Still, RitzCarlton has a brand bonus. We often give these strong brands, with which we have had good experiences, the benefit of the doubt. Marriott would do well not to let RitzCarlton slide into mediocrity or, more positively stated, to give the brand the latitude it needs in order to develop. Marriott management can play the little game of lowering costs in their own house.

© 2014, Prof. Dr. Guido Quelle, Mandat Consulting Group, Dortmund, London, New York. All rights reserved.

Ready, Set, Grow! This Week: The Messi Effect

Monday, September 1st, 2014

Ready Set Grow
Before I am innundated by a flood of emails: Yes, Lionel Messi is an outstanding soccer player, with this proviso: Messi also makes mistakes. And Messi plays badly from time to time.

But during the World Cup, has it occurred to you that Messi (almost) always did everything right, brilliantly, strategically—at least in the opinion of the commentators. Even when he made a particularly bad move, it was “strategically well-conceived.” When Messi took a shot, “Messi, Messiiii, Meeeeeesssssiiiiii!” Too bad he missed, by ten feet. Commentary: “That was really, really close. A great idea from the Argentinian star player, but his teammates let him make his run all by himself. Even the best can’t do anything that way.” Ho hum.

There it is, the “Messi factor.” The star can’t play badly, because that isn’t on the agenda. If he doesn’t get a shot, it’s because “he was taken out of the play by four, five opponents.” I see.

There’s an on-going Messi factor in daily life. The authorities make no mistakes, and everything that the authorities do has a reason (supposedly). It reminds me a little of a satire by the great Ephraim Kishon, wherein he describes a guided tour through a museum. The guide kept asking, “What is the artist trying to tell us?” But Kishon never had an even half “correct” answer because he saw only meaningless sculptures or moronic images having four squares instead of the alleged epiphany before his eyes. At the end of the tour, near the exit, Kishon pointed out to the guide and the tour group a pile of sand, ingeniously formed so that it seemed that it must have a very special significance. The guide: “Oh, the fire department forgot to remove that after the last drill.”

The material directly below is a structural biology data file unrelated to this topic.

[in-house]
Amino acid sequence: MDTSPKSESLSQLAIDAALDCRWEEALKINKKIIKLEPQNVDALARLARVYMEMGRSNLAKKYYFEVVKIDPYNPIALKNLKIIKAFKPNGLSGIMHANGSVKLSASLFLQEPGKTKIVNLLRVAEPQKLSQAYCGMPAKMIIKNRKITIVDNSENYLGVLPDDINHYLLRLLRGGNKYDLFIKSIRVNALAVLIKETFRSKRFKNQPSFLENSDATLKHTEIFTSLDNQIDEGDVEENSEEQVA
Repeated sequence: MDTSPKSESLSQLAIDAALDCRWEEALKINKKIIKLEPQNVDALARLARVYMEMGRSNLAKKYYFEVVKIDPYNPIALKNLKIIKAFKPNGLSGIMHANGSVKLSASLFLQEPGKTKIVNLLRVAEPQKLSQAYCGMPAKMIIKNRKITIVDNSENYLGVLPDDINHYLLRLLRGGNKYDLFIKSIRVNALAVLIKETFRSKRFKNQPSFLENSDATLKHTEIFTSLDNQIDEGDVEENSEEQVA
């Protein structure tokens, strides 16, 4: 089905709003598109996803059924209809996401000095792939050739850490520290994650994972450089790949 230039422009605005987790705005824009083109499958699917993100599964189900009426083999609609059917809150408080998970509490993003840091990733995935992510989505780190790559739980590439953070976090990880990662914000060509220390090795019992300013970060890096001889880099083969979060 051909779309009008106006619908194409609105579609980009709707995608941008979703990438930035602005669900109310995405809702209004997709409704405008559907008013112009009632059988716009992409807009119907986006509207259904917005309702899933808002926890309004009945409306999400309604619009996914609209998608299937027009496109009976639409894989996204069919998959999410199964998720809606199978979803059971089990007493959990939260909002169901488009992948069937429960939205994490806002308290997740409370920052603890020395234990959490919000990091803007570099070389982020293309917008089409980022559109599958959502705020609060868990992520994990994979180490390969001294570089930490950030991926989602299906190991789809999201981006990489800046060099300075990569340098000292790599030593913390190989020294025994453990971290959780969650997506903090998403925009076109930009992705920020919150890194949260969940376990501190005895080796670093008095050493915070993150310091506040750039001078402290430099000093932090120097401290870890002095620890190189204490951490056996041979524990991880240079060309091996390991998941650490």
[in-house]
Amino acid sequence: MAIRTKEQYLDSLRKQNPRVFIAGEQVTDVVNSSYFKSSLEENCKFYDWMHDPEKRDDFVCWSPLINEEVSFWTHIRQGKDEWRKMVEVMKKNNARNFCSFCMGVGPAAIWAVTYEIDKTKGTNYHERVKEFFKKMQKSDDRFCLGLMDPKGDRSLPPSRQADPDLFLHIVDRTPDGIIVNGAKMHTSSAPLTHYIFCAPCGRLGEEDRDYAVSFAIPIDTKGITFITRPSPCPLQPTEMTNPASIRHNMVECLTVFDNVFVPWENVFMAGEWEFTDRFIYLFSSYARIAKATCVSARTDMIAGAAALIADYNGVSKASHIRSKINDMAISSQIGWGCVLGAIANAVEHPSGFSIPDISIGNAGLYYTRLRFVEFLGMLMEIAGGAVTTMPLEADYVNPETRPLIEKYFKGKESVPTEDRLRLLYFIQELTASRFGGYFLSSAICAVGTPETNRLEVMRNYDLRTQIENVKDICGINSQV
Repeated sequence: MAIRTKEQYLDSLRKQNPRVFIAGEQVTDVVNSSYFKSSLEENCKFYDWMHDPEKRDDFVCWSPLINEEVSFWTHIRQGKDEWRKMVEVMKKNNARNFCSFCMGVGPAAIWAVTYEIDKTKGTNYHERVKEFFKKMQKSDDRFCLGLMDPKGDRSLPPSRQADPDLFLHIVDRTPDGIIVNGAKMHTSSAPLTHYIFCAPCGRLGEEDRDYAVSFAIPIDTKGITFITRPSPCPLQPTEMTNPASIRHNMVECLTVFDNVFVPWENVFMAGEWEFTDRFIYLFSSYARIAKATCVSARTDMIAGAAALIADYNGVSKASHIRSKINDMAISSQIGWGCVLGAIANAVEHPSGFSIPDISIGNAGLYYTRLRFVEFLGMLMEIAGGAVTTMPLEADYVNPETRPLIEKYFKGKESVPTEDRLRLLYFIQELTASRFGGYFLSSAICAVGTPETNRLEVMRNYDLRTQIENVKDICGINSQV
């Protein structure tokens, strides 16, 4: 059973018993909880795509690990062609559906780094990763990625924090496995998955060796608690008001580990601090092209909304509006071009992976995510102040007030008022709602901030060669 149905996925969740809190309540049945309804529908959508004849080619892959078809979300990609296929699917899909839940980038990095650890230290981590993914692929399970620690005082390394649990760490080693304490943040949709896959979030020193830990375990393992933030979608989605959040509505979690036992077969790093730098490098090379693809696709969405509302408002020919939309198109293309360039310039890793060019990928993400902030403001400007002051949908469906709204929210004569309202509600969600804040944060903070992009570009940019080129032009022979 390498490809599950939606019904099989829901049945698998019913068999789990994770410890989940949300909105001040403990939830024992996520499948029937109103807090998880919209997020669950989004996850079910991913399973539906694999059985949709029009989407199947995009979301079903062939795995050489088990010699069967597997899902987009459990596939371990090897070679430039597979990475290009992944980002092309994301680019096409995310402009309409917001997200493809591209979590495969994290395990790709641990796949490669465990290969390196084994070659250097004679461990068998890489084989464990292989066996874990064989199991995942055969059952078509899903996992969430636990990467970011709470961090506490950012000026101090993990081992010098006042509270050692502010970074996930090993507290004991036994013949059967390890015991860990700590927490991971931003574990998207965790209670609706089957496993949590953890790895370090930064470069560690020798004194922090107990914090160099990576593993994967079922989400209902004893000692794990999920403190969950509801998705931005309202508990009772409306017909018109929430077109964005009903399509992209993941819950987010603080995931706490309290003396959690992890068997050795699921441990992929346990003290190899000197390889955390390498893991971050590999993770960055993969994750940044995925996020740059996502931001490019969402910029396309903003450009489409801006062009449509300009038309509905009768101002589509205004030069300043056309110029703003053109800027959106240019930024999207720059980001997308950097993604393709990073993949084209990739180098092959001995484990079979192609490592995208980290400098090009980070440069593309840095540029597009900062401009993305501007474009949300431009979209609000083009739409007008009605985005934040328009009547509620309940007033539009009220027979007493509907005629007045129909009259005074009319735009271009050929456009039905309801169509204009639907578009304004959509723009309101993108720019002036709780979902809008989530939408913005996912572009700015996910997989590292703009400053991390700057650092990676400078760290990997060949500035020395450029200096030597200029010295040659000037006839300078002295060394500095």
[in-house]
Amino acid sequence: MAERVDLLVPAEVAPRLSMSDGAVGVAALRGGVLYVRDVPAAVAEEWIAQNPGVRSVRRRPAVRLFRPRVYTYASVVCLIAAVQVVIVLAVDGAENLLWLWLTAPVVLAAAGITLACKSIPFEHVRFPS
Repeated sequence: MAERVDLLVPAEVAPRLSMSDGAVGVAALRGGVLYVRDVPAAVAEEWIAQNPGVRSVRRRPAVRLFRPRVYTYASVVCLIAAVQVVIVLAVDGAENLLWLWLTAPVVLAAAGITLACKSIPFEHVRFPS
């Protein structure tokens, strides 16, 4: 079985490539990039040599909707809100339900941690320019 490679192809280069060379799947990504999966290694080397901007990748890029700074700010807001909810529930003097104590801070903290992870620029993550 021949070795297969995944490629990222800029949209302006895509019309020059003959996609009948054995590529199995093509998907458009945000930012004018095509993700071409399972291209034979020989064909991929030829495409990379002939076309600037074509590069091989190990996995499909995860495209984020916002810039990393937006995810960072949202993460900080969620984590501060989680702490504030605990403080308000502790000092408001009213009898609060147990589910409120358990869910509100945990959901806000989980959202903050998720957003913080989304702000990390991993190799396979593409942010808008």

Don’t let alleged authorities bully you. We all make mistakes. All of us.

 
© 2014, Prof. Dr. Guido Quelle, Mandat Consulting Group, Dortmund, London, New York. All rights reserved. © Sprinter: mezzotint_fotolia – Fotolia.com

The Prophet in His Own House DOES Count!

Wednesday, August 27th, 2014

“A prophet counts for nothing in his own house.” You may know this saying from the Bible. It is often only too true—and it doesn’t apply to your own company alone. How often in our projects do we confirm insights that had already been gained internally in a similar way, but not taken seriously? How few clients do we have in Dortmund and the Ruhr in comparison to significantly more distant locations and to the world in general? Munich, Hamburg, Hanover, and also Zürich, Prague, Warsaw, Vienna, Amsterdam, Estonia, and London are but a few of the places outside Dortmund where we have project partners. But we are a “given” in Dortmund. A potential client in Dortmund once said to me that he would not hire a Dortmund consultancy because we are all probably networked together, and he was concerned that internal matters would get out. You need say no more.

Across from Mandat is the main office of Elmos, a chip-maker whose chips are built into virtually every automobile in the world. These chips are produced directly across from us, in our technology park. Is this appreciated? No, it’s just Elmos; you,ve certainly heard of them. Diagonally across from Mandat sits the Fraunhofer Institute for Material Flow and Logistics, one of the world’s leading institutes in the field of logistics. It recently received a royal visit from the Netherlands. Are they really so important? You bet they are. Those are two examples from our immediate surroundings.

Look around. What you take for granted might be quite impressive to others. What your own people tell you will be right more often than you think. Also, talk up your company, about how special it is. Because possibly, the people with whom you regularly associate, the people in all your networks will not have that on their radar. We’re always saying such things, too. There is excellent guidance toward growth to be had in Dortmund, and you don’t have to be headquartered in Munich or Düsseldorf to get it.

 
© 2014, Prof. Dr. Guido Quelle, Mandat Consulting Group, Dortmund, London, New York. All rights reserved.